In those days a decree went out from Caesar Augustus that all the world should be enrolled. This was the first enrollment, when Quirinius was governor of Syria. And all went to be enrolled, each to his own city. And Joseph also went up from Galilee, from the city of Nazareth, to Judea, to the city of David, which is called Bethlehem, because he was of the house and lineage of David, to be enrolled with Mary, his betrothed, who was with child. And while they were there, the time came for her to be delivered. And she gave birth to her first-born son and wrapped him in swaddling cloths, and laid him in a manger, because there was no place for them in the inn. –Luke 2:1-20
How often we yearn for, plan for, and think we are preparing for “the perfect Christmas.” At the beginning of Advent, we might consider this possible. When we arrive at Christmas, we realize there is no such thing. Christmas is not for the perfect—person, family, home, congregation. Indeed, Christ was born for us in all our imperfection!
The Christmas Gospel proclaims that God humbled himself to become human, with all that means. The Christmas message is that God chose to become incarnate, to take on human flesh and blood—to bless our imperfect world with His own perfect presence. And in so doing, our imperfection was, and is, blessed.
Our smelly stables—our unpleasant surroundings, our trials and difficulties in life, our ill-timed pregnancies and births—are blessed by God’s own presence. So that we see imperfection in life not as bad or wrong, but as blessed—blessed by God and blessed with His presence. Because if God would choose to be conceived in an unwed mother, born in a barn as a flesh-and-blood human being, what wouldn’t God do for any of us the world looks upon as unfortunate and imperfect?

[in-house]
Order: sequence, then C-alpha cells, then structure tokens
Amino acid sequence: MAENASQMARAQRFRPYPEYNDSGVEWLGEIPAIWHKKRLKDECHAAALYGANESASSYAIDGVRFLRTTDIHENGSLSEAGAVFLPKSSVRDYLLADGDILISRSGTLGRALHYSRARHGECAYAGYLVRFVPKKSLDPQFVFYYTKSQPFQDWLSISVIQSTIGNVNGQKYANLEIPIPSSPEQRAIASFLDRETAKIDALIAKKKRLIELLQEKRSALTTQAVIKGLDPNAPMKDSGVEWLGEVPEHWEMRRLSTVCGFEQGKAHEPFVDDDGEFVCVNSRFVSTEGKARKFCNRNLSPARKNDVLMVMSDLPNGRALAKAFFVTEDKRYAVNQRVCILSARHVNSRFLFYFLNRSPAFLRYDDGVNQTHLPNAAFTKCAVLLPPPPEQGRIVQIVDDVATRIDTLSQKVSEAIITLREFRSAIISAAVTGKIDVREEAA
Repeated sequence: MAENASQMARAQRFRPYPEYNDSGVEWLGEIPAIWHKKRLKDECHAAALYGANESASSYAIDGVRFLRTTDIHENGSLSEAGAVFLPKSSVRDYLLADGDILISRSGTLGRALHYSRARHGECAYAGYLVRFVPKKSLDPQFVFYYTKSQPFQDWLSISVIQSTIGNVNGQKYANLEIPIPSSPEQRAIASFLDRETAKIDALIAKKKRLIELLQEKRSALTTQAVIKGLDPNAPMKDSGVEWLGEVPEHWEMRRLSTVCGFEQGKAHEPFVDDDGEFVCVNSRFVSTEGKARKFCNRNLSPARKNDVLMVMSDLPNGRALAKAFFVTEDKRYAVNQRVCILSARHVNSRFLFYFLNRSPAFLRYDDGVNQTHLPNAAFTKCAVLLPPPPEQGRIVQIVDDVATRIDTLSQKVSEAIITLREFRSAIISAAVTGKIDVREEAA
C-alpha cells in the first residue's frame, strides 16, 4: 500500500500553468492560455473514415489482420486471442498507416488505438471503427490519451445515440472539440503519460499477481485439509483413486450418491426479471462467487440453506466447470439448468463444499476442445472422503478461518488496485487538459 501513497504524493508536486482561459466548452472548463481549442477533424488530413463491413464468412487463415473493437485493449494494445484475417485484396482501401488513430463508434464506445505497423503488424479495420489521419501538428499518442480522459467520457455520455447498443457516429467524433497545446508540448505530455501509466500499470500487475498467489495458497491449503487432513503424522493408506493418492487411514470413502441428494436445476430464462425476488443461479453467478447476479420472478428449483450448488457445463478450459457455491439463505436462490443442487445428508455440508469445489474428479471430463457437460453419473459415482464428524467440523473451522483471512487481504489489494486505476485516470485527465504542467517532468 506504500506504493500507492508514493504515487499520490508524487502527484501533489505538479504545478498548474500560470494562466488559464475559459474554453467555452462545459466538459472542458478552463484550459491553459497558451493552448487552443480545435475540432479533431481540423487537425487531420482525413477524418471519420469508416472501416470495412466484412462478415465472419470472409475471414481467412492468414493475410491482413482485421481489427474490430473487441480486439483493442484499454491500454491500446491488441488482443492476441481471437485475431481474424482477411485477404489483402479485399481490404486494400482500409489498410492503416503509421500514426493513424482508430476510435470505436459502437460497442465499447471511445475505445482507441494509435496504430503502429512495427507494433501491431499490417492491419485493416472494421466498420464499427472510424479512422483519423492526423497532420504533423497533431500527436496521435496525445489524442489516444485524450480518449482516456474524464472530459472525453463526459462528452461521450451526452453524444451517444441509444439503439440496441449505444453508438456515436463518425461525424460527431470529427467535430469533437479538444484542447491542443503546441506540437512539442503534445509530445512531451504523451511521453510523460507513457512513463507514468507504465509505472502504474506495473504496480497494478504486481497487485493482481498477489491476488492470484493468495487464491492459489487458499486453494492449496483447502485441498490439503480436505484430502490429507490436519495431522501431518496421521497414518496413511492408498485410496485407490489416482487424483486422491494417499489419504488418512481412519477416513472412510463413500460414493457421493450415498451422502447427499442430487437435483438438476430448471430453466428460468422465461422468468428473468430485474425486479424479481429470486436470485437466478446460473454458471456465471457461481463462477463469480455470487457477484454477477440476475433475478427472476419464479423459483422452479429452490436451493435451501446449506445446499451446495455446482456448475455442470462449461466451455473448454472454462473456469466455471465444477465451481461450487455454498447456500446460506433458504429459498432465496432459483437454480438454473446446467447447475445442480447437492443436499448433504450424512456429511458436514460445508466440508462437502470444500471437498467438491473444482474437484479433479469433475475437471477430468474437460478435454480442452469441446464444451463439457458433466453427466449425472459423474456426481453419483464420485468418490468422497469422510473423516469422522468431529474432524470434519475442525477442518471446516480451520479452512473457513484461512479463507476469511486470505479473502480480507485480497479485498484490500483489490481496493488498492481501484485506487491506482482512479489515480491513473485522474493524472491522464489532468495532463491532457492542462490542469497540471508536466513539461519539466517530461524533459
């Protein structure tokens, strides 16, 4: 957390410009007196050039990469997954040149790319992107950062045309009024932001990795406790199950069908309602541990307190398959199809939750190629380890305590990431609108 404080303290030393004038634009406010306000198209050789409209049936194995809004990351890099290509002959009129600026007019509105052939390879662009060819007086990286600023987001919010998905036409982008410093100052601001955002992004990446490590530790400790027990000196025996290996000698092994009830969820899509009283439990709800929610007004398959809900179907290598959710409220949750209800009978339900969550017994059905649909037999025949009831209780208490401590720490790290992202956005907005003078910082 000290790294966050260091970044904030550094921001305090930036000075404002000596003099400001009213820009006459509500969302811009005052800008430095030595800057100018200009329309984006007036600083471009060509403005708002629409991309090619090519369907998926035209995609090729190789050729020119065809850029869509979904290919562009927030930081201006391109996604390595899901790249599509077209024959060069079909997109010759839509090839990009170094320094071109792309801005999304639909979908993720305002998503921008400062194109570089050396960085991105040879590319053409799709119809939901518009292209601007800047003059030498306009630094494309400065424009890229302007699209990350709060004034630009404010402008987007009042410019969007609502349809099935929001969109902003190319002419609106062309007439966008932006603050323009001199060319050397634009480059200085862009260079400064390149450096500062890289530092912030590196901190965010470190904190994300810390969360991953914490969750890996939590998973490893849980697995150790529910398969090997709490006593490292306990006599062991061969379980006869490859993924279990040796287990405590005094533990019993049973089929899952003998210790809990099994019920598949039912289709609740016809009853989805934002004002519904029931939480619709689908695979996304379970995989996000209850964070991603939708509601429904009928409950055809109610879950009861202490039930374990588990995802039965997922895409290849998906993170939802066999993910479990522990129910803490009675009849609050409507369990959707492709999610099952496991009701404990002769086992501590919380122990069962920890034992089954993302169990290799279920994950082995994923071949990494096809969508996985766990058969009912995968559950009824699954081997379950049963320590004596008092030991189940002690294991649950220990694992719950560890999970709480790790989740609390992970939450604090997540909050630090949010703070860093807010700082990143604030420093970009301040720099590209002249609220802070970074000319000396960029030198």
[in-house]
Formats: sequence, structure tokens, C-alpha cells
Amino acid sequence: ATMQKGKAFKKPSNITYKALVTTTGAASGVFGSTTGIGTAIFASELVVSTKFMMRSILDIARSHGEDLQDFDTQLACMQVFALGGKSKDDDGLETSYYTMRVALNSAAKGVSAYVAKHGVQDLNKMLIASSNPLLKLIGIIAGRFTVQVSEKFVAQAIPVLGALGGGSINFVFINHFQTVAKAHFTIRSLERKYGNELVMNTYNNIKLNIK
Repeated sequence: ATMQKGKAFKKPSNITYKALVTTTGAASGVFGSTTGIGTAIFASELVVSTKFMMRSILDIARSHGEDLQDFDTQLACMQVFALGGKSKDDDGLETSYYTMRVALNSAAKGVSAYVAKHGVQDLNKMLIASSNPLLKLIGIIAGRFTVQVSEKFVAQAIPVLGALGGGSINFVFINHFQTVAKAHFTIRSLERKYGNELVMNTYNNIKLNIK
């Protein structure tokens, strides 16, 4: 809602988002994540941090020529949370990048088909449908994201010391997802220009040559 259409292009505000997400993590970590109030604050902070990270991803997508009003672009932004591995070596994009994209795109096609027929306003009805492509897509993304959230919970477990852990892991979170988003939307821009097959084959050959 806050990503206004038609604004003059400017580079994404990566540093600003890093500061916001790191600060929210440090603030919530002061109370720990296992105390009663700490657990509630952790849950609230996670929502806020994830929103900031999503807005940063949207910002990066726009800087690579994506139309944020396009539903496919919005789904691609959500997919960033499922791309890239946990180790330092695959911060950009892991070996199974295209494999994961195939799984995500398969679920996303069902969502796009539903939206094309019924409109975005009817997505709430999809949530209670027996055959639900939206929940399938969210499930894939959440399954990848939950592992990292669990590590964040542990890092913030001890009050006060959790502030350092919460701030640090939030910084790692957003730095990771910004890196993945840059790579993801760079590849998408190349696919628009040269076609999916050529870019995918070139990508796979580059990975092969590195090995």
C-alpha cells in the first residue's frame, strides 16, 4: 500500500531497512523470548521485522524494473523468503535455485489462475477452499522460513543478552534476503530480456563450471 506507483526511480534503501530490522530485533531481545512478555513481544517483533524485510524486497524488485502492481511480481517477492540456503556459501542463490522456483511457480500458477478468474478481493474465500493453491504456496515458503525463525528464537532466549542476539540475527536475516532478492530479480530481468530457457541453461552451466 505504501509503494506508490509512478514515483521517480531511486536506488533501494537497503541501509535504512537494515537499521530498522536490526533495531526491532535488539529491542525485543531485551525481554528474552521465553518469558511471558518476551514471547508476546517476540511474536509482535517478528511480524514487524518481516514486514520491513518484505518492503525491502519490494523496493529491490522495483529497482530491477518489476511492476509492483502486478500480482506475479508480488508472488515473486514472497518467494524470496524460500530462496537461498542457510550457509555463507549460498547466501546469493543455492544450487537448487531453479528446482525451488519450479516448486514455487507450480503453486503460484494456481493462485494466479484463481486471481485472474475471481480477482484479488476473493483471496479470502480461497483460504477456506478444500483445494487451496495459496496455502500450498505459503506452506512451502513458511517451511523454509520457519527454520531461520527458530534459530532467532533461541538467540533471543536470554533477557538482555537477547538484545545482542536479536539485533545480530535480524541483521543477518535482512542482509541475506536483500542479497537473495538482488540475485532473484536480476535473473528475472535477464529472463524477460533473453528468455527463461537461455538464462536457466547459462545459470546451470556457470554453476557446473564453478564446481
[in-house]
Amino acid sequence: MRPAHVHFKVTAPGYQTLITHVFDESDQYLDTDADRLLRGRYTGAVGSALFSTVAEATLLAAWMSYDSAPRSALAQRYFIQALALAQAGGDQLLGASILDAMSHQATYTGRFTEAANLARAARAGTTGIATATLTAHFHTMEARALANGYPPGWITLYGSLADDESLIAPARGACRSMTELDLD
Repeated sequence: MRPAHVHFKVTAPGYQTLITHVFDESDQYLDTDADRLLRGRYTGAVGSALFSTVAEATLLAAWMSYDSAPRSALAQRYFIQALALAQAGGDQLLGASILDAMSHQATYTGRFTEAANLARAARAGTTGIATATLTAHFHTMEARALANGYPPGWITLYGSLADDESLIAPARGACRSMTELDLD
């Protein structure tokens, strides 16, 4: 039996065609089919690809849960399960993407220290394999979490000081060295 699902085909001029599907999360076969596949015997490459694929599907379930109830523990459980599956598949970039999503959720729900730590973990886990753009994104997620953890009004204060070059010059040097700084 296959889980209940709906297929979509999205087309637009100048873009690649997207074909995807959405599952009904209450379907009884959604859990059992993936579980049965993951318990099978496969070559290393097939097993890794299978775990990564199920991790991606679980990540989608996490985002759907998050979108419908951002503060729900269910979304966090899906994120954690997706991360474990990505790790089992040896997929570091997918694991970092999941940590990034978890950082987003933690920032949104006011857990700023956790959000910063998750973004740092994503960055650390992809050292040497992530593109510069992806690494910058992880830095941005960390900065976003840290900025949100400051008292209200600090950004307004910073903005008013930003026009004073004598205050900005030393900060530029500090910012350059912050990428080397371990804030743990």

God became human in Jesus for people like us! Like us in all our imperfection, in all our failures and foibles, in all our tragic human-ness. And God says, “I will be one with you! I will be ‘God with you’—Emmanuel!
I pray that you will cling every day to his promise, “Lo, I am with you always…” May His presence in Word and Sacrament bless you day by day and strengthen you moment by moment! Merry Christmas!
Lord God, we give you thanks and praise for being God with us, in Jesus. Be our strength and our salvation in the year to come! Amen.
Prepared by David Wendel, North American Lutheran Church